Cool with Running Water
Cooling the burn wound is a very effective way of decreasing pain, and can minimize the extent of damage (depth of burn) caused by the injury.
Evidence regarding the necessary duration of cooling is unclear (2). Consensus recommendations are:
Cool the burn with clean running water for up to 20 minutes
Prolonged cooling of large burn injuries can cause hypothermia
Duration of cooling should be considered in:
- Large burn injuries (> 10%TBSA burns)
- Burns in children or the elderly
Prolonged cooling of deep burns is unlikely to be helpful
20 minutes of cool running water is most beneficial for minor partial thickness burns where the risk of hypothermia is minimal.
Cooling the burn surface may be useful for up to 3 hours post injury (22).
During and after burn wound cooling the patient must be kept warm.
There is a greater risk of hypothermia with increasing % TBSA burn and in the extremes of age
Immerse in water or use wet towels if there is no access to running water.
Do not use ice or iced water on burns. The extreme cold causes constriction of the blood vessels and can worsen injury by reducing blood supply (22).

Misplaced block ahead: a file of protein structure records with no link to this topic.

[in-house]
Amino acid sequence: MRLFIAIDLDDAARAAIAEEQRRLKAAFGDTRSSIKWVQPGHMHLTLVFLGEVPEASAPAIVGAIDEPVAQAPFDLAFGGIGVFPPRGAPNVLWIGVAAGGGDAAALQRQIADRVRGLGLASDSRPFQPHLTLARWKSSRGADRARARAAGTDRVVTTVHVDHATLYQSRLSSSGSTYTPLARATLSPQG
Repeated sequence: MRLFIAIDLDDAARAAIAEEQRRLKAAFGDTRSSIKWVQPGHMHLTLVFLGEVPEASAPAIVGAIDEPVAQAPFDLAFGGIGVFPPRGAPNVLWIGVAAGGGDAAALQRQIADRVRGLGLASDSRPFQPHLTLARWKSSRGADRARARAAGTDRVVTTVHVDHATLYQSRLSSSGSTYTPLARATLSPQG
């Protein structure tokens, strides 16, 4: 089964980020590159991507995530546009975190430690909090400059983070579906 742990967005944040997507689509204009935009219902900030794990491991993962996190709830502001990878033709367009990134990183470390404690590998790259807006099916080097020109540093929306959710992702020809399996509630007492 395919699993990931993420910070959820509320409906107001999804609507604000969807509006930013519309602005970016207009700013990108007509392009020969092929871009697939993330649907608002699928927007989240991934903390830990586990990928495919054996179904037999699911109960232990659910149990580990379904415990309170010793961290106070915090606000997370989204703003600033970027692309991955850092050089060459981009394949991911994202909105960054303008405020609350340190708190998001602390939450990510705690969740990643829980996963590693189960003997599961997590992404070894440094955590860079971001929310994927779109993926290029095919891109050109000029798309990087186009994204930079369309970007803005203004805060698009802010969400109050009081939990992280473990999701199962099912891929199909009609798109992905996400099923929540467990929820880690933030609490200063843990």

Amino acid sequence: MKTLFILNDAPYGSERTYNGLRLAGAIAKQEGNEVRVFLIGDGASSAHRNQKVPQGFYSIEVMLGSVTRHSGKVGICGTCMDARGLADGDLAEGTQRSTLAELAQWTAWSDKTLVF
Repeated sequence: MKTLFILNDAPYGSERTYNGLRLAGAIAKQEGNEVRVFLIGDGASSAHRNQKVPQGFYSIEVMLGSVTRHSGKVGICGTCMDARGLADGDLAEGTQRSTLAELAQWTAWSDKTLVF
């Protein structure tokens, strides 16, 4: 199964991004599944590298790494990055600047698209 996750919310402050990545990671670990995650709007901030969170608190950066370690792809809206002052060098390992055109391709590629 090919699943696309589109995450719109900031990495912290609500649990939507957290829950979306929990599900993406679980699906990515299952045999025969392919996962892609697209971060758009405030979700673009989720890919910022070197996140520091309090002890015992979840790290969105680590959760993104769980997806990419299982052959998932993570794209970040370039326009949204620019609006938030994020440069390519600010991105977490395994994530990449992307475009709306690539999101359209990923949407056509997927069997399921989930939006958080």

Do not use butter, ointments, oil, salves or creams acutely as they may retain heat and worsen injury (2).
Hydrogel products should be considered for first aid when there is no access to clean water.
They are cooling and often analgesic
There are several hydrogel products on the first aid market. Some hydrogel products contain 90% water and melaleuca oil in a proprietary gel. It is postulated that tea tree oil has useful antibacterial, antifungal and anti-inflammatory properties, and this product is included in some formulations.
To date, there is limited evidence that these products are beneficial (2).
Hydrogel products can be used in adults with minor burns as a temporary dressing for up to 24 hours.
Do not use hydrogel products in children. In adults with extensive burns, do not leave hydrogel products on for longer than 20 minutes due to their increased risk of hypothermia